Soccer: All Whites preparing for a miracle

By Michael Burgess in Mexico City

Members of the New Zealand national soccer team look on during a break in their training session at StubHub Center. Photo / Getty Images.
Members of the New Zealand national soccer team look on during a break in their training session at StubHub Center. Photo / Getty Images.

In the case of a sporting miracle today, where the All Whites achieve a draw or even win, special plans have be put in place to ensure the team's safety for the rest of their stay in Mexico City.

Anything less than a Mexican victory looks highly unlikely, but the New Zealand team are preparing for the worst should the best happen.

If Mexico don't win tomorrow, their hopes of qualifying for the 2014 World Cup will be on a knife edge. They are already wary of the long trip to Wellington and the adverse conditions they may encounter there, while the New Zealand side would be on an incredible high heading into the home leg.

In that case, chaos will erupt around the Stadium and the city. Right now in Mexico nothing else matters. The game has covered the front and back pages of the newspapers for the last few days and is the primary topic of conversation on television and radio and on the streets.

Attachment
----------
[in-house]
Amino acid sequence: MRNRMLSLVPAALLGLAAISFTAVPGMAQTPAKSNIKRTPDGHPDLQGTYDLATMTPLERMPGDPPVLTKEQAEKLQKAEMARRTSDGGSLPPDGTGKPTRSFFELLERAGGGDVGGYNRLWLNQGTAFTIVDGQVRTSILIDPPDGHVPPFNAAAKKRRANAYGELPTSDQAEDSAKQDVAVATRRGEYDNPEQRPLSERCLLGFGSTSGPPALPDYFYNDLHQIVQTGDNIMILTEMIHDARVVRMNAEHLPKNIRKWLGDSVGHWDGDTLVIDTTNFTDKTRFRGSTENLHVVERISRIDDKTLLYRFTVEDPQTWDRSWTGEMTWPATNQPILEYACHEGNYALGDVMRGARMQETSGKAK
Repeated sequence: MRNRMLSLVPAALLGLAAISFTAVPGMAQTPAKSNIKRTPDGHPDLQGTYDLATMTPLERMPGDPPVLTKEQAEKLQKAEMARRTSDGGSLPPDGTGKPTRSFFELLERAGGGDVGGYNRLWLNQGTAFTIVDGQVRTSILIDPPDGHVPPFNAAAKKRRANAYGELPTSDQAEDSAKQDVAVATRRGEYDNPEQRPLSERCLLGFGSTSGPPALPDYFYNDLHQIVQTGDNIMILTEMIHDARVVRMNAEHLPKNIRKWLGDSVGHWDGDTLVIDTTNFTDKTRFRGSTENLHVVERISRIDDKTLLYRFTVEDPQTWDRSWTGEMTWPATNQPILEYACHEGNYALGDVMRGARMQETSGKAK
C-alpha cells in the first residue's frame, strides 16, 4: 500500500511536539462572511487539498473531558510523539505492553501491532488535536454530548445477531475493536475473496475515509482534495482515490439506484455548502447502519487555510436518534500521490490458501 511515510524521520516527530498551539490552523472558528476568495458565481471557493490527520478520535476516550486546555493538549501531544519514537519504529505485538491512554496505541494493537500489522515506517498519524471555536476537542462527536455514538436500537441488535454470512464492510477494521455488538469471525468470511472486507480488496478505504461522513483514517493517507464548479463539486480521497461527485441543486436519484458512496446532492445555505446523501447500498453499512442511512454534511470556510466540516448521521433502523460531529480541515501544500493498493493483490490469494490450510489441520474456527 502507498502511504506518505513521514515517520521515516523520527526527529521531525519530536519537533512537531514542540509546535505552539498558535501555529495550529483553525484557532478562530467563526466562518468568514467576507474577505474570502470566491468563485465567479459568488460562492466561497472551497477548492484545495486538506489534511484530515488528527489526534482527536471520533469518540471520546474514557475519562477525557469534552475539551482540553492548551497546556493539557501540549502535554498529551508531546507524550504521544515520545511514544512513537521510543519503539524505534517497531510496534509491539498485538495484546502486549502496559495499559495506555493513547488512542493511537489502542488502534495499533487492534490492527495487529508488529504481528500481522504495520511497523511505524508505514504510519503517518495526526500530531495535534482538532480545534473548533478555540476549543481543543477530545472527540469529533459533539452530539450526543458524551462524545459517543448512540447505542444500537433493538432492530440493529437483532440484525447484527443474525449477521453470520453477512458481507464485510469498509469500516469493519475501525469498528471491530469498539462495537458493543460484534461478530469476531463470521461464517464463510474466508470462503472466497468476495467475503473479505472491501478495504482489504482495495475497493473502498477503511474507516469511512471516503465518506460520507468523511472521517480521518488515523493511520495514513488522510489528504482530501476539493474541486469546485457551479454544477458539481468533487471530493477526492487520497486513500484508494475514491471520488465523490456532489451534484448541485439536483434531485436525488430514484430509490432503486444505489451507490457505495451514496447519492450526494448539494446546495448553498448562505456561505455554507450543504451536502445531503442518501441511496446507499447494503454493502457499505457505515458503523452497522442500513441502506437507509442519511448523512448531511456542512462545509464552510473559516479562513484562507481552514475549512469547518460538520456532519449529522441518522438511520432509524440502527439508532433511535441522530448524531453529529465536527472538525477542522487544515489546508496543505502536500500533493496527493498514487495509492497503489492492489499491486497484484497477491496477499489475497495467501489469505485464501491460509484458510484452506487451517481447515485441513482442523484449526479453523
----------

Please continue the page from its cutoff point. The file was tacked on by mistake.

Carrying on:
With so much expectation on this game, after the awful results of the last six months and being minutes away from being eliminated altogether from World Cup qualification, today is a homecoming, a revival.

Police are anticipating riots if the unthinkable happens and El Tri don't win. The anger will be directed almost totally at the Mexican team and Federation - there is already a palpable simmering discontent among many locals - but it still won't be a good place to be a New Zealander.

In that case, the team has been told they will have to remain in the stadium for several hours after the end of the match, possibly more, as it won't be safe to leave.

They have also been given drills by their former SAS security manager on what to do if their team bus is attacked by rocks, stones or bottles.

"We have been told to stay low and all turn inwards towards the middle of the bus," said one All White. "That will help to avoid any broken glass or things that are thrown. We have to be prepared."

Up to 1,000 police and security personnel will be inside the Azteca Stadium today. The All Whites' bus will be escorted by six police cars, and that number will significantly multiply in the case of an adverse result (in Mexican eyes) tomorrow.

- Herald on Sunday

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